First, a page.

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Research Highlight | Center for Nanoscale Materials

Uniaxial dipoles in semiconductor quantum rings

Transition dipole moments in CdSe quantum rings show a peculiar in-plane linear distribution.

Scientific Achievement

A peculiar in-plane uniaxial transition dipole was discovered in a two-dimensional semiconductor quantum ring caused by a broken rotational symmetry. Semiconductor quantum rings are topological structures that are relevant to research on quantum information devices. The annular shape of these rings distinguishes them from other low-dimensional materials, and this enables topologically induced properties such as geometry-dependent spin manipulation and emission. While optical transition dipole moments (TDMs) in zero- to two-dimensional optical emitters have been well investigated, those in quantum rings remain obscure despite their importance to the quantum photonic application of quantum rings. Using optical spectroscopy, the dimensionality and orientation of TDMs in CdSe quantum rings was determined. In contrast to other two-dimensional optical emitters, the TDMs in CdSe quantum rings show a peculiar in-plane linear distribution. Theoretical modeling revealed the uniaxial TDM originates from broken rotational symmetry.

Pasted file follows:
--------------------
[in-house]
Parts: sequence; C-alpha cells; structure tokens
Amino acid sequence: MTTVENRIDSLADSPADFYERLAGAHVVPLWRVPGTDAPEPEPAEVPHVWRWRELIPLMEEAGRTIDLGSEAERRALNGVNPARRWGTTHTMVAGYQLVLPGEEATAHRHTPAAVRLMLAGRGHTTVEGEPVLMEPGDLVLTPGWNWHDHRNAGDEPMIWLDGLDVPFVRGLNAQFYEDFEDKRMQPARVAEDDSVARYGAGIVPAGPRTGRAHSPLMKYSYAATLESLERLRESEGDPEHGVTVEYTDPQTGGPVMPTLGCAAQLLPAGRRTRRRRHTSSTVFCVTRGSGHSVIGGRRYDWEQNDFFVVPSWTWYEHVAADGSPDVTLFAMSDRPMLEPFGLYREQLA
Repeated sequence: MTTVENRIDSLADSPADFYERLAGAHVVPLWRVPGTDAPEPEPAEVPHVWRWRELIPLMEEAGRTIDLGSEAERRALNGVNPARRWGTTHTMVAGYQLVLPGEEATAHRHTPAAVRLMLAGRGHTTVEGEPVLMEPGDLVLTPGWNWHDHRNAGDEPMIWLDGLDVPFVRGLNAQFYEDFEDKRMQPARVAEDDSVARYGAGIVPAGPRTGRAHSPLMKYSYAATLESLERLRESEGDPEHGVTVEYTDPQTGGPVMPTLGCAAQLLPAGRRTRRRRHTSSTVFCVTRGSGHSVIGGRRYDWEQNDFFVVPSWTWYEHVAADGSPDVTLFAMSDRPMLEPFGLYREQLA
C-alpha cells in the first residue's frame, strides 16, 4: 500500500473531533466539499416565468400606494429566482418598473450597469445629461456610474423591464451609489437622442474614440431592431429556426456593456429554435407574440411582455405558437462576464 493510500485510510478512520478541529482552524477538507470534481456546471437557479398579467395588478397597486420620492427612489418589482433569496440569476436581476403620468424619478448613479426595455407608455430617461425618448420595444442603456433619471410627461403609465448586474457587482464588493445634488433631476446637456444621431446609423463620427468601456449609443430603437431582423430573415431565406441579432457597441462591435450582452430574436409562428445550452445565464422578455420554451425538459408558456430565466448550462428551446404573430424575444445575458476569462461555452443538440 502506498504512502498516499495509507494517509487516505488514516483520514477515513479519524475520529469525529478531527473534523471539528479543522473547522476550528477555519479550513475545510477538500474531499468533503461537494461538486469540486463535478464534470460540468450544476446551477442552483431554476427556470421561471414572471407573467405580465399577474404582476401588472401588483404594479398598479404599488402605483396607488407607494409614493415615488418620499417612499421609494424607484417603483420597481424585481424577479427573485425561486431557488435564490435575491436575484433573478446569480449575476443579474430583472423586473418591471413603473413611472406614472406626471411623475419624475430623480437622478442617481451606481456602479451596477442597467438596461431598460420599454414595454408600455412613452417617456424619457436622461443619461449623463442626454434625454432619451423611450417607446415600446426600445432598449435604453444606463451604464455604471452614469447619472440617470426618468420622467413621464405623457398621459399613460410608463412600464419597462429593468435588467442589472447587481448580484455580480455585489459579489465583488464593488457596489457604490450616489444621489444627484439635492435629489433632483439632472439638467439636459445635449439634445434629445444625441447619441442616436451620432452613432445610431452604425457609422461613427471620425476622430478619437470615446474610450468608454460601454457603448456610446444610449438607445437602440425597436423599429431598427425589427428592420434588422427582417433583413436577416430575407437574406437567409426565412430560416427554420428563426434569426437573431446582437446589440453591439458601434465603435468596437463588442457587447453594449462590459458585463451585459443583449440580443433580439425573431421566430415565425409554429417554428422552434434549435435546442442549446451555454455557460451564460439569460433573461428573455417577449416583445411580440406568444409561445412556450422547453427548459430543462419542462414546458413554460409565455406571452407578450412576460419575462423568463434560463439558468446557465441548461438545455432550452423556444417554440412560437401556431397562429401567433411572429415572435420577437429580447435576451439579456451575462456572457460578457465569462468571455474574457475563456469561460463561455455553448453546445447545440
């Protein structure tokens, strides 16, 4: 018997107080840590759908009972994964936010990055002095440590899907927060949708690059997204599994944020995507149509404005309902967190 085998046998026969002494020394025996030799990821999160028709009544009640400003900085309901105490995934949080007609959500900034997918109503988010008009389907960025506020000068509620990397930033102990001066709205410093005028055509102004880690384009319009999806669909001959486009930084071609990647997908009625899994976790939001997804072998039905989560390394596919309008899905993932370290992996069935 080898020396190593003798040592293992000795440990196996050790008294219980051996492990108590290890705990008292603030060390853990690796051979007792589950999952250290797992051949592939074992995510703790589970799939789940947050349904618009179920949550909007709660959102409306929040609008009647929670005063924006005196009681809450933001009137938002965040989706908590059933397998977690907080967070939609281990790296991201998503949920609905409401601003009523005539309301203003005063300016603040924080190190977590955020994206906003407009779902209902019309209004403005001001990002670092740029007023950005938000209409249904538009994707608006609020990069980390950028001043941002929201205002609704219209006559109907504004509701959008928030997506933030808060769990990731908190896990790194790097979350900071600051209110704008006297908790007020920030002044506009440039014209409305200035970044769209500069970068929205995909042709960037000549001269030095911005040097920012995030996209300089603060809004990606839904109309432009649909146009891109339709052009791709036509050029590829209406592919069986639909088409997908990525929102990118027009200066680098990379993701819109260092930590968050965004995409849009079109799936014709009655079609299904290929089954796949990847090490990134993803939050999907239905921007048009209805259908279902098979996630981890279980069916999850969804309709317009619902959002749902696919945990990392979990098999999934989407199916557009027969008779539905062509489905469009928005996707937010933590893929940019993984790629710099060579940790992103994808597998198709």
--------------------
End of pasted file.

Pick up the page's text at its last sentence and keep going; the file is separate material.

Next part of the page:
Significance and Impact

This finding may enable the development of a new class of quantum materials that exploit optical spin-orbit coupling through geometry engineering.

Research Details

  • Optical transition dipole moments of CdSe quantum rings were measured with angle-resolved photoluminescence spectroscopy and high-order scanning laser microscopy at the Center for Nanoscale Materials (CNM) and LMU.
  • Empirical tight-binding calculations of the wavefunctions in CdSe quantum rings were performed at CNM and University of Ottawa; broken rotational symmetry was found to induce uniaxial transition dipole moments.

Work was performed in part at CNM.


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The Center for Nanoscale Materials is one of the five DOE Nanoscale Science Research Centers, premier national user facilities for interdisciplinary research at the nanoscale supported by the DOE Office of Science. Together the NSRCs comprise a suite of complementary facilities that provide researchers with state-of-the-art capabilities to fabricate, process, characterize and model nanoscale materials, and constitute the largest infrastructure investment of the National Nanotechnology Initiative. The NSRCs are located at DOE’s Argonne, Brookhaven, Lawrence Berkeley, Oak Ridge, Sandia and Los Alamos National Laboratories. For more information about the DOE NSRCs, please visit https://​sci​ence​.osti​.gov/​U​s​e​r​-​F​a​c​i​l​i​t​i​e​s​/​U​s​e​r​-​F​a​c​i​l​i​t​i​e​s​-​a​t​-​a​-​G​lance.

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